Talkshop or game changer?
President Jacob Zuma was on to something when he emphasised that delegates to the National Policy Conference must not be content to diagnose and analyse problems, but must focus on coming up with solutions for the troubled economy and all other problems facing the country. But because of how low his credibility is at the moment, even a statement like that is immediately construed by his critics to mean that he does not want them to debate issues around his being captured by the Guptas.
But there is truth to the fact that these policy discussions tend to meander into abstract postulation and debates that do not result in real solutions to the current challenges.
Already there is a possibility that the longest policy conference ever could be bogged down by a hypothetical, unnecessary discussion about whether the ANC has always identified white monopoly capital as an enemy, or if the term is actually a recent invention meant to divert attention from real, pertinent discussions.
We have learnt already that so popular is the subject of economic transformation at this conference that the party has broken up the massive numbers of people who availed themselves to attend into three well-populated commissions.
We hope it is because these ANC delegates want to discuss strategies on the revival of the economy and arrest the steep increase in unemployment.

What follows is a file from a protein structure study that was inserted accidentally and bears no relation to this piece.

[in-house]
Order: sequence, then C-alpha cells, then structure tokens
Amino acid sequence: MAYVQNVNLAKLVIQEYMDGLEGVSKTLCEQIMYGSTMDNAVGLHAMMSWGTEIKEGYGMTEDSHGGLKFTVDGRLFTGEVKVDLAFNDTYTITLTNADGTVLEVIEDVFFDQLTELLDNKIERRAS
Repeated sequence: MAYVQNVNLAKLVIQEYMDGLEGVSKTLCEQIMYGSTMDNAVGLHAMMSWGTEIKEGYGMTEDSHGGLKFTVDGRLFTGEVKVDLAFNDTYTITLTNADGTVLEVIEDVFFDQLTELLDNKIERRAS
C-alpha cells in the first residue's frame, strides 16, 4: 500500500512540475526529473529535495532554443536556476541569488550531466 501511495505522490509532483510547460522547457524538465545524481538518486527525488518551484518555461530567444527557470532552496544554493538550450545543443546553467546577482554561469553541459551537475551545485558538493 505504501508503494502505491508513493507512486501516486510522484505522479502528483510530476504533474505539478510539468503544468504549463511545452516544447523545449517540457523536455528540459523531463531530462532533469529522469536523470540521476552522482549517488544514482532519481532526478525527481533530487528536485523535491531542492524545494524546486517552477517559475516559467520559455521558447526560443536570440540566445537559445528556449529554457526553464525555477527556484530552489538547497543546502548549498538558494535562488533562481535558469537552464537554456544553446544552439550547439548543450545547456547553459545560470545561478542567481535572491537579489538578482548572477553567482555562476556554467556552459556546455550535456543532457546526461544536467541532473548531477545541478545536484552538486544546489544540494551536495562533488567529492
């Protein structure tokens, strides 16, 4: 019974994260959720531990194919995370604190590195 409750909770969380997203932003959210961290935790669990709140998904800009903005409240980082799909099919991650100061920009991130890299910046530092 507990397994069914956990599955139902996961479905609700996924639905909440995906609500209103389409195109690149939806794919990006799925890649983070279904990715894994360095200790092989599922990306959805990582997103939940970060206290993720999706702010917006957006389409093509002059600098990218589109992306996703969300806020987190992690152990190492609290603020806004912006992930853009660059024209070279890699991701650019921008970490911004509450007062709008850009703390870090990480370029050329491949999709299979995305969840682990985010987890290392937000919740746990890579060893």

Past experience tells us that the party gets obsessed with slogans that people throw up at each policy conference. In the recent past, these have included concepts such as the second phase of transition, two centres of power and, more recently, radical economic transformation.
If the governing party does not get to grips with issues of crime, unemployment, education costs, health and land at the conference, it risks being another big, expensive jamboree that helps bickering factions to spend time shadow boxing.
The party will also do itself a favour by assessing why it has built up impressive policy over the years that never gets implemented. Besides longstanding ideological positions, the party helped formulate the National Development Plan, which outlines its broad vision but is not really followed in daily government action.
What the conference achieves will either hasten its decline to irrelevance or help it recover lost ground.